Both the single normal beech and the single cut- or fern-leaved beech remain alive and well. They last appeared in an update in June.
In the last update in May, there were nine Oaken Clough rowan seedlings (O1 – O9) and seven Whitwell Moor rowan seedlings (W1 – W7). Today all nine Oaken Clough seedlings are alive, but two of the Whitwell Moor seedlings have died (W3 & W4). There are plenty of reserves still in the seed trays, so these populations can be topped up.
OK… I think I’ve cleared all that up as best I can. Here’s a quick summary of what is currently alive and accounted for in the treeblog stables then: 3 grey alders (Alnus incana); 2 Scots pines (Pinus sylvestris); 1 cider gum (Eucalyptus gunnii); 15 downy birches (Betula pubescens); 33 rowans (Sorbus aucuparia); & 2 European beeches (Fagus sylvatica)… which gives a grand total of 56 trees spread over 6 different species. [Plus the honorary treeblog tree, the PSAUS, which is a willow - possibly a goat willow (Salix caprea).]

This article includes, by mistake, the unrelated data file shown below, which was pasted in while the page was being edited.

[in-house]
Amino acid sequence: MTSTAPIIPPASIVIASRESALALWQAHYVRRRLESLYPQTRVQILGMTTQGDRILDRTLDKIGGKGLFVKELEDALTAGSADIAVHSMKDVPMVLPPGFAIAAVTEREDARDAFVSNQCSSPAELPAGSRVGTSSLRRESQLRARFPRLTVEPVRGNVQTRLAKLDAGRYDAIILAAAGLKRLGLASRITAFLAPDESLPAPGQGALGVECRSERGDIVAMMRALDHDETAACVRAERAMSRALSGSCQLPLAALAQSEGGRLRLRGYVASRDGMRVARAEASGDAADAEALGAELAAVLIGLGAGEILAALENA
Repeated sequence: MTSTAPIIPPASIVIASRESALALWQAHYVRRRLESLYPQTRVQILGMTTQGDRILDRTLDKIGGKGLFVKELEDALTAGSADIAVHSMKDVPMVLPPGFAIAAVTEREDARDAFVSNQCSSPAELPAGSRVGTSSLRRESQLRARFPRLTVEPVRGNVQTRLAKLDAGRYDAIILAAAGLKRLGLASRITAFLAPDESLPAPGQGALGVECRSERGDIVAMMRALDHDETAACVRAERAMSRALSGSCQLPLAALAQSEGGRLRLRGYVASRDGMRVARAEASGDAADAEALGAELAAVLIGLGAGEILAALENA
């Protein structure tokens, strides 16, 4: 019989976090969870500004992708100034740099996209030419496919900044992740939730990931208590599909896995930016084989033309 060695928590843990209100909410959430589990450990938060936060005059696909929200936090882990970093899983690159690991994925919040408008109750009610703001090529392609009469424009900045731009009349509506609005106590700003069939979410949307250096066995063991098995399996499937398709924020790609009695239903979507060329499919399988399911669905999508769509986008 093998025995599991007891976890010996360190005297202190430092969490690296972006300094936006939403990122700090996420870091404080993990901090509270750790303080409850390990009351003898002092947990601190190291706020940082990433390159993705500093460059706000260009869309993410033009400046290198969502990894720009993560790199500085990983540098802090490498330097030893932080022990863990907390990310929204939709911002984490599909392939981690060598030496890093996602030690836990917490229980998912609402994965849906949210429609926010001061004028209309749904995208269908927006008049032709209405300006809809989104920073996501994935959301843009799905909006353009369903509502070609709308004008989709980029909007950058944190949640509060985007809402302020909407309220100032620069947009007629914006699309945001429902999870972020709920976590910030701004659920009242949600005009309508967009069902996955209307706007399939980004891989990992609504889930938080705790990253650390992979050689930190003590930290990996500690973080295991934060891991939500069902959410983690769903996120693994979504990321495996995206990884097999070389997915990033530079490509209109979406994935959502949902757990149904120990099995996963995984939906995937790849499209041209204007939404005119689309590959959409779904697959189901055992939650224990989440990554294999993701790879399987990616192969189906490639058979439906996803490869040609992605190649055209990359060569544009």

Posted on May 18, 2010 by Ash
1. The cut-leaved beech (Days 213 to 228)
The terrific Set D(b) cut-leaved beech on the 1st of May (Day 213)…
…the 11th of May (Day 223)…
…and the 16th of May (Day 228) – Sunday. Here come the first pair of true leaves!
I thought there was no hope, but I replanted it anyway.
(You can see where this is going, right?) Well, my optimism was rewarded! I checked on the treeblog stable this very afternoon (Set D(b) Day 230) and look what miracle awaited me:
Yes!!! The only germinating beechnut collected from the beech at Wigtwizzle has survived!
Oaken Clough rowans Nos. 1 to 4 (O1 to 04).
Rowans O5 to O8.
Rowan O9 and Whitwell Moor rowans Nos. 1 to 3 (W1 to W3).
Rowans W4 to W7.
Photos taken on Sunday (Set D(r) Day 36).
Set C(r) rowans transplanted. Six rowan tricots. Set D rowans planted. The fate of the Set D beeches and sweet chestnuts.
Posted on April 12, 2010 by Ash